- Clinical science
Food poisoning, or foodborne illness, occurs following the ingestion of food or water contaminated with bacteria, bacterial toxins, viruses, parasites, or chemical substances. According to the Centers for Disease Control and Prevention (CDC), an estimated 1 in every 6 people in the US is annually affected with a foodborne illness. Risk factors include the cross-contamination of food, as well as improper handling and storage. In addition, immunocompromised individuals are at an increased risk of infection. Common pathogens attributed to food poisoning include , , , , Staphylococcus aureus, and . Incubation periods depend on the cause, and range from a few hours to days. The clinical presentation associated with food poisoning varies, but typical symptoms include diarrhea, nausea, vomiting, and abdominal cramping. Various laboratory tests (e.g., stool analysis, blood tests) help confirm the suspected diagnosis. Young children and the elderly are at greater risk for developing complications related to food poisoning and must be closely monitored. For most patients, supportive care, including fluid replenishment, is sufficient.
Pathogen: Staphylococcus aureus
- Gram-positive bacterium
- Some pathogenic, virulent strains produce enterotoxins that cause the symptoms
- Transmission: ingestion of the toxins in contaminated food
- Typically involves a short latency period; resolution of symptoms after 24–48 hours
- Bacteria proliferate in inadequately refrigerated food; (canned meats, mayonnaise/potato salad, custards).
- Incubation period:1–4 hours
- Clinical findings: nausea, vomiting, abdominal discomfort, diarrhea
- Antibiotics are unnecessary
- Pathogen: Bacillus cereus, a heat-stable, spore-forming bacterium that produces two different enterotoxins
- Transmission: : The bacterium grows in heated food that cools down too slowly or is improperly refrigerated. Reheated rice is a common source of infection.
- Incubation period and clinical findings
- Treatment: Supportive
"Food poisoning from reheated rice? Be serious!" (B. cereus).
- Transmission: ingestion of contaminated, inadequately refrigerated fish (e.g., fish cakes)
- Clinical findings
- Treatment: Symptoms usually resolve within 48 h. Antihistamines may be administered in severe cases.
Foodborne diseases may be classified according to the predominating symptoms. An overview is provided in this section. For details regarding the bacterial pathogens see the learning card “Bacterial gastroenteritis”.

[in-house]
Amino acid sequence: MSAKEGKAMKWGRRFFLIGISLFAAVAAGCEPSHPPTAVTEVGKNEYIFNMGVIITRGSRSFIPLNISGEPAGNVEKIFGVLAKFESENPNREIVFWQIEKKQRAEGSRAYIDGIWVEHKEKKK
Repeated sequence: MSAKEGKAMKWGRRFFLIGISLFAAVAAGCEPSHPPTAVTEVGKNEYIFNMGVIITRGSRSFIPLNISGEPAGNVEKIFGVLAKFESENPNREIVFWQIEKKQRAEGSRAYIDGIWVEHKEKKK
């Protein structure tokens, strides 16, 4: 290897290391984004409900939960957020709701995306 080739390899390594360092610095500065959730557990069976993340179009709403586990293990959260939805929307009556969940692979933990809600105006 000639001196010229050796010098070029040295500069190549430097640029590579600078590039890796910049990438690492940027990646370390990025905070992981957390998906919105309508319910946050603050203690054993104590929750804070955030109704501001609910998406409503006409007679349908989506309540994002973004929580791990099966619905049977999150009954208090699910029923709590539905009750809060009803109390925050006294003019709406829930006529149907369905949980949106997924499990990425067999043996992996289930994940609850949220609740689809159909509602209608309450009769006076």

Commonly due to delayed gastric emptying caused by changes to gastric motility.
(Enterotoxins cause the symptoms)
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|Bacillus cereus|| || || |
(Vomiting more common in children)
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Typical pathomechanism of watery diarrhea: pathogen or toxin enters gastrointestinal tract → binds epithelial cells, sometimes damaging microvilli → ↑ secretion or ↓ absorption of hydrophilic molecules or electrolytes (e.g., NaCl) → ↑ intestinal water due to osmosis → diarrhea.
Enterotoxin or bacterial invasion shifts water and electrolyte excretion/absorption in proximal small intestine → watery diarrhea
- Clinical features
- WBC negative
- No blood
|Staphylococcus aureus|| |
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|Listeria monocytogenes|| || |
|Vibrio cholerae|| |
|Cryptosporidium|| || |
|Cyclospora (Cryptosporidium cyclospora cayetanensis)|| || |
|Intestinal tapeworms|| || || |
Pathogens penetrate the mucosa and invade the reticuloendothelial system of the distal small intestine → enteric fever
|Salmonella typhi or paratyphi|| |
Bacteria or cytotoxins damage the colonic mucosa → blood in stool and fever
- WBC positive (fecal polymorphonuclear leukocytes)
- Blood present
|Salmonella (100s of strains, including S. enteritidis and S. typhimurium)|| || || |
|Campylobacter jejuni|| || || |
|Shigella dysenteriae||Fecal-oral|| |
|Yersinia enterocolitica|| || |
|Vibrio (usually parahaemolyticus)|| || || |
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|Clostridium difficile|| |
Additional non-gastrointestinal symptoms
|Pathogens||Predominating symptoms||Foods/Transmission||Incubation period||Treatment|
|Clostridium botulinum|| |
|Histamine fish poisoning|| || || || |
|Brucellosis (Brucella spp.)|| || || |
|Hepatitis A (Hepatitis A virus)|| || || || |
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|Salmonella typhi and paratyphi|| || |
|Ciguatera toxin|| || || || |
Common vectors for fecal-oral transmission in intestinal diseases are the 5 F's: fingers, feces, food, fluids, flies.
- Food hygiene
- Wash hands and surfaces frequently
- Wash fruits and vegetables with safe drinking water
- Avoid cross-contamination by keeping raw meat products, eggs and seafood separated from other kinds of food
- Use a food thermometer while cooking
- Maintain a refrigerator temperature < 4°C (40°F)
- When traveling (especially to developing countries): only consume fully cooked or dry (e.g., bread, crackers) foods, pasteurized dairy products, and fruits and vegetables you can peel or have properly washed yourself
- Water hygiene
- Do not consume untreated water or ice
- Options if water treatment is unknown:
- Consume sealed bottled beverages
- Boil water for at least one minute before consuming
- Use an appropriate filter
There is a simple rule to avoid foodborne illness while traveling: Boil it, cook it, peel it, or forget it!